The Boy Who Cried Bigfoot!
Bigfoot book for kids—a clever twist on the Boy Who Cried Wolf.
The Truth? Yeah, its a big, hairy deal.
As he has for many moons, Bigfoot haunts the forest of my imagination. I've always wondered: how true are the legends of a 8-foot tall hominid lurking in the woods? Little Ben is about to find out the importance of telling the truth—and a bit about cryptozoology as well in this reminder to never cry "wolf."
"Equally awesome is Bigfoot, though presenting an adorable Bigfoot smacks of overkill, like deep-fried Snickers bars. Scott Magoon’s “Boy Who Cried Bigfoot!” can be forgiven this transgression, however. True, his Bigfoot is hairy and irresistible. I also found his overall style to be strongly, appealingly Brooklyn-antiquarian — perhaps because the boy in the book rides a classic roadster bicycle that 20-somethings would love to be seen pedaling to their C.S.A. pickup. The pleasing optics, however, play second fiddle to the book’s midpoint Shyamalan-esque twist: The story is actually told from the perspective of Bigfoot. At this revelation, a pleasing pop of delight emerged from my 4-year-old test audience. Again and again. I was O.K. with that. With the right book in your hands, rereading is a pleasure. Until you pass out." —The New York Times Book Review
"As attention-grabbing devices, wolves are old hat, so the little boy at the heart of this light-hearted children's book decides to conjure up a forest Bigfoot. As author/illustrator Scott Magoon tells it, that decision has some surprising consequences. A nice twist on a time-tested truth-telling tutorial." —Barnes & Noble
"Ben is the constant, always trying to provoke response. Readers will quickly note that the indulgent narrator’s voice is at odds with Ben’s increasingly frantic antics, and they will begin to wonder just who is telling the story. Could it be Bigfoot? Indeed! He likes Ben’s determination—and Ben’s bike, which he takes for a little spin that night, leaving a scared Ben behind. Youngsters may at first feel glad that Ben gets his comeuppance when no one rushes to his aid but will soon relent when they see how forlorn Ben looks alone in the dark. Once home, it seems Ben has learned his lesson, although how he determines to tell the truth in the future is bound to leave readers giggling. Entertaining and clever—and that’s no lie." —Kirkus Reviews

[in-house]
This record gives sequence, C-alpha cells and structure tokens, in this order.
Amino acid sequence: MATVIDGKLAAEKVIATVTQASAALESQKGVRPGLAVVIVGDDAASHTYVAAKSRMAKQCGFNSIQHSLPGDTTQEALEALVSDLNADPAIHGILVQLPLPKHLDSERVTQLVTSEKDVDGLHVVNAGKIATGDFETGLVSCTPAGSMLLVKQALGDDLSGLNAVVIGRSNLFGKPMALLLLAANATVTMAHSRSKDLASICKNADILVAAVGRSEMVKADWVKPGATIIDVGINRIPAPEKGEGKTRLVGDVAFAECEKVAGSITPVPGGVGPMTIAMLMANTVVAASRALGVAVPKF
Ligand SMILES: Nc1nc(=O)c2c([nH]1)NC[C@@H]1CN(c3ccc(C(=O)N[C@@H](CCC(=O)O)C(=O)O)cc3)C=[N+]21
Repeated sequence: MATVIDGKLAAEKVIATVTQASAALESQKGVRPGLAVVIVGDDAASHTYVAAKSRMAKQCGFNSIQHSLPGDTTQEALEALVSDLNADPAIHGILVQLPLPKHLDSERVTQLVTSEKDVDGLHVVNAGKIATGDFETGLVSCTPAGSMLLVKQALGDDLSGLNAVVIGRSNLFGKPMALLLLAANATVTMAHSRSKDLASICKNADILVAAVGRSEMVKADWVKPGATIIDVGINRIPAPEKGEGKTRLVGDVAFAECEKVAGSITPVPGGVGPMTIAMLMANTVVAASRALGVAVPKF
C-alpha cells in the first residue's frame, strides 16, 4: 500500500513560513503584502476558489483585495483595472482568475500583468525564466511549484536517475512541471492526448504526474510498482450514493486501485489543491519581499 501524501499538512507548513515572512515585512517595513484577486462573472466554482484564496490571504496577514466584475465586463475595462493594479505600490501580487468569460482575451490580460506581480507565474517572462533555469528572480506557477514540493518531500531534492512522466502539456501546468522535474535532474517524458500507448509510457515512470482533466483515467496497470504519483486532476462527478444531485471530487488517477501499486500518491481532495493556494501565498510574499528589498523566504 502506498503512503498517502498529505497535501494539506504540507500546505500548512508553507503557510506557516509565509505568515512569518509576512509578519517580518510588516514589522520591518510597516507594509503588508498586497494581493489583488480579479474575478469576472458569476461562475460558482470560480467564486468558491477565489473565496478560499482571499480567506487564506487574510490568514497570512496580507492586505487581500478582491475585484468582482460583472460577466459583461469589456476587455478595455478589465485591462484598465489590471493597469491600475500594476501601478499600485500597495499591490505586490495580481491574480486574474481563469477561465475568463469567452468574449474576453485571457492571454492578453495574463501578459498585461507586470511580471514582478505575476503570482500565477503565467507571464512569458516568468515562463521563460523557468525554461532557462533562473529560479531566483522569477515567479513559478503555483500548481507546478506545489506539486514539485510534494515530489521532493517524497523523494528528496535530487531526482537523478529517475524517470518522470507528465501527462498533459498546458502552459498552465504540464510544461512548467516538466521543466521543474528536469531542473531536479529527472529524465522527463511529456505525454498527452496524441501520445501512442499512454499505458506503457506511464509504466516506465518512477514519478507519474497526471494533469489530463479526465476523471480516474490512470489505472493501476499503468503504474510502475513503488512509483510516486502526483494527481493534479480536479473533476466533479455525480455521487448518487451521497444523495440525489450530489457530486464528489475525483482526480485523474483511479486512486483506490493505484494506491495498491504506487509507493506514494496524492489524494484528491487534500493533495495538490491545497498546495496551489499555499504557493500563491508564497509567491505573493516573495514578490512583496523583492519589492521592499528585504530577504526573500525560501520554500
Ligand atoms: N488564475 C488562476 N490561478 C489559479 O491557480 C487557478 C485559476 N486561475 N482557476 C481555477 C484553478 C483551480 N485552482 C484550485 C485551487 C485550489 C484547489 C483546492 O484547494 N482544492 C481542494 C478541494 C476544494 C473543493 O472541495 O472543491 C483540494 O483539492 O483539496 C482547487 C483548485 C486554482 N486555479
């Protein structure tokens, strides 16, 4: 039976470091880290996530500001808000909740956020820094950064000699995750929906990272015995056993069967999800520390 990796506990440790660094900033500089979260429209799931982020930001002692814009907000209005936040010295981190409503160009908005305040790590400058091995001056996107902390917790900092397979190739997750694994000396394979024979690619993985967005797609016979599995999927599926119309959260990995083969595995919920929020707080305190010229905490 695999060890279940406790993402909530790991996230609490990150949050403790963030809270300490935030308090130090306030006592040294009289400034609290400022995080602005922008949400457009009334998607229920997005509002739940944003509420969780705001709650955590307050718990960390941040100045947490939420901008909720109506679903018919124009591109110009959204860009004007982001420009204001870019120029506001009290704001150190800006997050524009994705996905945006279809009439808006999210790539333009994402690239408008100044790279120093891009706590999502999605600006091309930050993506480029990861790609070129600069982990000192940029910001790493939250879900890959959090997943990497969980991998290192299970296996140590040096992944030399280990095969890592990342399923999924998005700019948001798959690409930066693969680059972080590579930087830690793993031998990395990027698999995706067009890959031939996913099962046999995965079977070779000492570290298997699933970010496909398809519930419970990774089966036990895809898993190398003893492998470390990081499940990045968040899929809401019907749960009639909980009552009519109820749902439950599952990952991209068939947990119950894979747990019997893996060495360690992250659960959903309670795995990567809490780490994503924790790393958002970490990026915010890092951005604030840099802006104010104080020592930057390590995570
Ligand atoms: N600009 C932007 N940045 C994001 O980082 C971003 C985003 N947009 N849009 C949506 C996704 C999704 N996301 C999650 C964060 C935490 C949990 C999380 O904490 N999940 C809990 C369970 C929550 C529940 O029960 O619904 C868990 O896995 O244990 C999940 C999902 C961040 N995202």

"Magoon retells 'The Boy Who Cried Wolf' in a book whose suspenseful, funny pictures and surprise narrator trump its familiar plot. Magoon (Big Mean Mike) sets events some decades in the past, giving Ben an antique bike, vintage clothing, and old-fashioned camera and video equipment. While there’s still an emphasis on the importance of being honest, it’s clear that Magoon also sees value in Ben’s perseverance and sense of showmanship." Ages 4–8. Agent: Rebecca Sherman, Writers House. (Feb.) —Publisher's Weekly
- The New York Times Book Review likened Bigfoot to a deep-fried Snickers bar. Yum!
- An Irma Black Award Semifinalist
- A Bank Street Library Best Book of the Year 2014 Outstanding Merit recipient
- A 2014 Storytelling World Resource Awards Honor Winner
- Scholastic Book Club selection
- Seven Impossible Things Before Breakfast blogged it— includes more behind the scenes stuff.
- Picture Book House totally gets it.
- A sagacious review on Librarian's Quest blog.
- Cherub Book Review blogged about it.
- Children's author Susanna Hill blogged about it.
- League of Awesome Books blog review.
- The Brainstorm Plus recommends it as a book that gives readers something to think about.
- I'm interviewed on the Paranormal Podcast with Jim Harold about it!
Signed fine art print for sale
On Social Media
Followers would send in a picture of loved ones in nature—I'd add my "hidden" Bigfoot character, a word balloon and a cover image to post to my social media feeds. Free book if I used your submitted photo. This promo was really fun.
Behind the Scenes
Here are some sketches I created while working on Boy Who Cried Bigfoot...: